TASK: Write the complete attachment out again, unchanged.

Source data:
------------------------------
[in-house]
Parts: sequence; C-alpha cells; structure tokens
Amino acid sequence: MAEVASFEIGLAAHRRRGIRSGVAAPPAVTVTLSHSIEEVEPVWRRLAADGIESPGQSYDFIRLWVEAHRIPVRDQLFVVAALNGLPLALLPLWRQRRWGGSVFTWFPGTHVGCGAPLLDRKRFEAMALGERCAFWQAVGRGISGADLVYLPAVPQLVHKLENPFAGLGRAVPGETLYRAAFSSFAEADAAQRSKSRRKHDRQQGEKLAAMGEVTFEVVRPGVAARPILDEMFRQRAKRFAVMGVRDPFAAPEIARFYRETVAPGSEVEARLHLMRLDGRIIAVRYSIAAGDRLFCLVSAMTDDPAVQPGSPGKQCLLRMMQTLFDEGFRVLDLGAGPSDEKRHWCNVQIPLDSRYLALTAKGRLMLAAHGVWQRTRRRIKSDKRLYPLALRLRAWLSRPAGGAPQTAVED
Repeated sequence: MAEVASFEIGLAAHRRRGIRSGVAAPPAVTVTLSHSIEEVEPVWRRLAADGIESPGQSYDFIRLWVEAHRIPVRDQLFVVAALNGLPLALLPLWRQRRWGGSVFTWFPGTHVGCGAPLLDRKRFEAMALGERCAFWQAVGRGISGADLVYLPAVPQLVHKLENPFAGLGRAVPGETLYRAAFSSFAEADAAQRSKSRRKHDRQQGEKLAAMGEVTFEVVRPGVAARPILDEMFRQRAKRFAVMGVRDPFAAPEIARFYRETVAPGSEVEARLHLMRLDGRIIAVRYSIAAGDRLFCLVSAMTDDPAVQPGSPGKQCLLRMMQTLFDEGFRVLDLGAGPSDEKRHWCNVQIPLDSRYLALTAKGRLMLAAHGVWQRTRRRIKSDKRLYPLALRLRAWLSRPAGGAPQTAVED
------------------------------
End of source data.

[in-house]
Parts: sequence; C-alpha cells; structure tokens
Amino acid sequence: MAEVASFEIGLAAHRRRGIRSGVAAPPAVTVTLSHSIEEVEPVWRRLAADGIESPGQSYDFIRLWVEAHRIPVRDQLFVVAALNGLPLALLPLWRQRRWGGSVFTWFPGTHVGCGAPLLDRKRFEAMALGERCAFWQAVGRGISGADLVYLPAVPQLVHKLENPFAGLGRAVPGETLYRAAFSSFAEADAAQRSKSRRKHDRQQGEKLAAMGEVTFEVVRPGVAARPILDEMFRQRAKRFAVMGVRDPFAAPEIARFYRETVAPGSEVEARLHLMRLDGRIIAVRYSIAAGDRLFCLVSAMTDDPAVQPGSPGKQCLLRMMQTLFDEGFRVLDLGAGPSDEKRHWCNVQIPLDSRYLALTAKGRLMLAAHGVWQRTRRRIKSDKRLYPLALRLRAWLSRPAGGAPQTAVED
Repeated sequence: MAEVASFEIGLAAHRRRGIRSGVAAPPAVTVTLSHSIEEVEPVWRRLAADGIESPGQSYDFIRLWVEAHRIPVRDQLFVVAALNGLPLALLPLWRQRRWGGSVFTWFPGTHVGCGAPLLDRKRFEAMALGERCAFWQAVGRGISGADLVYLPAVPQLVHKLENPFAGLGRAVPGETLYRAAFSSFAEADAAQRSKSRRKHDRQQGEKLAAMGEVTFEVVRPGVAARPILDEMFRQRAKRFAVMGVRDPFAAPEIARFYRETVAPGSEVEARLHLMRLDGRIIAVRYSIAAGDRLFCLVSAMTDDPAVQPGSPGKQCLLRMMQTLFDEGFRVLDLGAGPSDEKRHWCNVQIPLDSRYLALTAKGRLMLAAHGVWQRTRRRIKSDKRLYPLALRLRAWLSRPAGGAPQTAVED